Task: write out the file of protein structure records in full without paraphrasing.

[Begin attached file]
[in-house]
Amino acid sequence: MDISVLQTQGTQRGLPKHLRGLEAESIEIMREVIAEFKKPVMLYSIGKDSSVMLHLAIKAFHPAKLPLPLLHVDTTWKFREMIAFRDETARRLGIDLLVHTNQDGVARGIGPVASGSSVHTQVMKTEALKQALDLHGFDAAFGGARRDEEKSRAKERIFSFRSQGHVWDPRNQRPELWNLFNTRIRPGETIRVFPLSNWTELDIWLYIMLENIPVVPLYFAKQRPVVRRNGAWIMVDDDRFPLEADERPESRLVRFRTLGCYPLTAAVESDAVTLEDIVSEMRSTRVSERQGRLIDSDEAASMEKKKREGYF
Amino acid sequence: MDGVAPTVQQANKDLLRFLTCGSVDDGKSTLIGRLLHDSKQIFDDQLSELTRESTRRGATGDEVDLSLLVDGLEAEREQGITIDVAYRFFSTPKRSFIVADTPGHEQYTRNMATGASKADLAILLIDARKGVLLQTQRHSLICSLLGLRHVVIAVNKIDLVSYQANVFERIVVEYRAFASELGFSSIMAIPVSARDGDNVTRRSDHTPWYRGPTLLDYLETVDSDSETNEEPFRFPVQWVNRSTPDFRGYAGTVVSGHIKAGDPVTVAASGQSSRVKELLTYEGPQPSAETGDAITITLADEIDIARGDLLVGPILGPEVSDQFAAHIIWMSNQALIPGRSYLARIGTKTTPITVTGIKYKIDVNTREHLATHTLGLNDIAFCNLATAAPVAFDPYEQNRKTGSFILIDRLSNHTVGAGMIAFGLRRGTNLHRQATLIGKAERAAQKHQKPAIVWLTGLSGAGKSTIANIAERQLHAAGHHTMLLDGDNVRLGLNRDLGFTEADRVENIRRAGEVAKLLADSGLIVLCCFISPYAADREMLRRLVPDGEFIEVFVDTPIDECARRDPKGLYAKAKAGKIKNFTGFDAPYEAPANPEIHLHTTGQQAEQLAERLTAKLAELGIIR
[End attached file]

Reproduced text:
[in-house]
Amino acid sequence: MDISVLQTQGTQRGLPKHLRGLEAESIEIMREVIAEFKKPVMLYSIGKDSSVMLHLAIKAFHPAKLPLPLLHVDTTWKFREMIAFRDETARRLGIDLLVHTNQDGVARGIGPVASGSSVHTQVMKTEALKQALDLHGFDAAFGGARRDEEKSRAKERIFSFRSQGHVWDPRNQRPELWNLFNTRIRPGETIRVFPLSNWTELDIWLYIMLENIPVVPLYFAKQRPVVRRNGAWIMVDDDRFPLEADERPESRLVRFRTLGCYPLTAAVESDAVTLEDIVSEMRSTRVSERQGRLIDSDEAASMEKKKREGYF
Amino acid sequence: MDGVAPTVQQANKDLLRFLTCGSVDDGKSTLIGRLLHDSKQIFDDQLSELTRESTRRGATGDEVDLSLLVDGLEAEREQGITIDVAYRFFSTPKRSFIVADTPGHEQYTRNMATGASKADLAILLIDARKGVLLQTQRHSLICSLLGLRHVVIAVNKIDLVSYQANVFERIVVEYRAFASELGFSSIMAIPVSARDGDNVTRRSDHTPWYRGPTLLDYLETVDSDSETNEEPFRFPVQWVNRSTPDFRGYAGTVVSGHIKAGDPVTVAASGQSSRVKELLTYEGPQPSAETGDAITITLADEIDIARGDLLVGPILGPEVSDQFAAHIIWMSNQALIPGRSYLARIGTKTTPITVTGIKYKIDVNTREHLATHTLGLNDIAFCNLATAAPVAFDPYEQNRKTGSFILIDRLSNHTVGAGMIAFGLRRGTNLHRQATLIGKAERAAQKHQKPAIVWLTGLSGAGKSTIANIAERQLHAAGHHTMLLDGDNVRLGLNRDLGFTEADRVENIRRAGEVAKLLADSGLIVLCCFISPYAADREMLRRLVPDGEFIEVFVDTPIDECARRDPKGLYAKAKAGKIKNFTGFDAPYEAPANPEIHLHTTGQQAEQLAERLTAKLAELGIIR